One could be forgiven for raising an eyebrow at Classic Driver covering a Citroën van. But, when said vehicle is a modern interpretation of the cult icon that is the H-Van, perhaps we can be forgiven.
The original H-Vans were sold for 34 years between 1947 and 1981, with almost half a million models produced. They were easily recognisable by their distinctive nose and corrugated bodywork, which provided additional strength without adding weight.
Its spiritual successor – named the Tubik – takes its design cues from the H-Van as well as the Gran Turismo concept car. The H-Van’s corrugated bodywork is represented in the Tubik’s grille, and the windscreen pillars are also a nod to the iconic classic.
Two large doors offer entry to the van, but not in a conventional manner. On the nearside, a huge ‘cabin door’ opens the whole side of the vehicle, allowing access to the ‘lounge’ seating area with its ambient lighting, felt seats and leather floor.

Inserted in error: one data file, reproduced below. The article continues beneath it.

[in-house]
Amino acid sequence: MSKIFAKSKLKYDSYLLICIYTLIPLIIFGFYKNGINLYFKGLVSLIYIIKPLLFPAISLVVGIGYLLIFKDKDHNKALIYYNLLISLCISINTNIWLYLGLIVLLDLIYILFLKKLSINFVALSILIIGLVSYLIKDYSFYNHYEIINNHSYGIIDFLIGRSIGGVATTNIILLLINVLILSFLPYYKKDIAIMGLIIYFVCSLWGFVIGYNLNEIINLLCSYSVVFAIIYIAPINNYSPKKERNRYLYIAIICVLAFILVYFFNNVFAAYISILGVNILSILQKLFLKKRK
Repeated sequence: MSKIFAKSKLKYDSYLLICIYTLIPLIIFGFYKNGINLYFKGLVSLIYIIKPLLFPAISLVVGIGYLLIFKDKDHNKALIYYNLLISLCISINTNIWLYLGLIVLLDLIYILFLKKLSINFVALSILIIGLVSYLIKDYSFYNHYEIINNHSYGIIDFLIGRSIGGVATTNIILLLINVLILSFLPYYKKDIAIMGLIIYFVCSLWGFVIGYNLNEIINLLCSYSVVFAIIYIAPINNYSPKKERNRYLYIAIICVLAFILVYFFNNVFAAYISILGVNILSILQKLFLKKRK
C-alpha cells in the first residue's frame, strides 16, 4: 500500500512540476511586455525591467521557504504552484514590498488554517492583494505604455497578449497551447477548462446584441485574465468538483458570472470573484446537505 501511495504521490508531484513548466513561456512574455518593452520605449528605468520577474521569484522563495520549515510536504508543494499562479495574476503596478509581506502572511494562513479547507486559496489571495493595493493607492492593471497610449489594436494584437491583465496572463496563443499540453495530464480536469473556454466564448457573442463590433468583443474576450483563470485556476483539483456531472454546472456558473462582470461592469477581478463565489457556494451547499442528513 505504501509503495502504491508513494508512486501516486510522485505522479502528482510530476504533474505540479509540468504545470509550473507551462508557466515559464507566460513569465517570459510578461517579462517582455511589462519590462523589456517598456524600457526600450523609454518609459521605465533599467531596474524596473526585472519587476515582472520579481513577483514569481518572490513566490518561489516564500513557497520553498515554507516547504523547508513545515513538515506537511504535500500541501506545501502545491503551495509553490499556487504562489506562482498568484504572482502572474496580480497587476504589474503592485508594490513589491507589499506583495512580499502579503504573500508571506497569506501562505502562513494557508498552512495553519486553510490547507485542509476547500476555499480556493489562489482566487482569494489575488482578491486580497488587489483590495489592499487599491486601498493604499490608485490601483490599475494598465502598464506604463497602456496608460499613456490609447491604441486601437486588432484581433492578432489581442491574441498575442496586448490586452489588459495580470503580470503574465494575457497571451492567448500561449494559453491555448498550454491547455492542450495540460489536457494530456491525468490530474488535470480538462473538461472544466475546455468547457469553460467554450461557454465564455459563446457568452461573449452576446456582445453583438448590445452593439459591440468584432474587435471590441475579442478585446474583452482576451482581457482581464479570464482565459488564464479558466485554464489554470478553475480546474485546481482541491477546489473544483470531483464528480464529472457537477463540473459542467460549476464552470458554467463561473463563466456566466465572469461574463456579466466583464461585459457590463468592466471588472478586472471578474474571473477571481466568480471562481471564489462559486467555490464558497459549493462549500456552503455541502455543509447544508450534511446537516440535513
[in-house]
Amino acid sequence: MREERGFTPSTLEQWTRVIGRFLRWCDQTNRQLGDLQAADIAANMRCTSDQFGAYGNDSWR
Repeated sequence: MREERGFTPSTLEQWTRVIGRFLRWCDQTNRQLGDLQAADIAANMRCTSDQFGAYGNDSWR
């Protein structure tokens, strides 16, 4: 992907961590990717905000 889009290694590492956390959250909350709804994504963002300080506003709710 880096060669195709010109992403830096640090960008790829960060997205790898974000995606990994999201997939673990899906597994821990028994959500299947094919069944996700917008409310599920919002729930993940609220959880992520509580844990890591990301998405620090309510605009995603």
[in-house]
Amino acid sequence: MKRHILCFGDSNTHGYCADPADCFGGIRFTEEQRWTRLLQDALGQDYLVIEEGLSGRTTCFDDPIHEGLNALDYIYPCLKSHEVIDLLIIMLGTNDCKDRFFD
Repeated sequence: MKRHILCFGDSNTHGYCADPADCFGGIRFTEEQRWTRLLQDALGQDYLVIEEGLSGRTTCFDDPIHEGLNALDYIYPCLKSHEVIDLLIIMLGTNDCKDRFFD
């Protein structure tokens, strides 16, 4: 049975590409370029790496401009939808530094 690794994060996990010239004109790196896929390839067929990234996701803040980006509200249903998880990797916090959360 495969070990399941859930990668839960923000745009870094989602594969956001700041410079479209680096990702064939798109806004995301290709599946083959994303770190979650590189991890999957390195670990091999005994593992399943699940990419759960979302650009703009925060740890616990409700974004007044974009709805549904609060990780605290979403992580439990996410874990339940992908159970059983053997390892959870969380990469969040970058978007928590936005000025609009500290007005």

The nine-seat Tubik has a modular interior layout, which allows many different layout options within the ‘cocoon’. The cosy, private atmosphere is sustained by a one-way panoramic window on one side and a 'moucharaby' (an Islamic-influenced design device where a tightly interlaced grille, rather than glass, is used as screening) on the other.
Unfortunately, due to its dramatic concept styling, the Tubik is likely to remain only a spiritual tribute to the H-Van. If it ever does reach the showrooms, it will lose the majority of its unique features. Look out for it at this year’s Frankfurt Motor Show, alongside a host of other important cars to be revealed at the show.
Text: Joe Breeze
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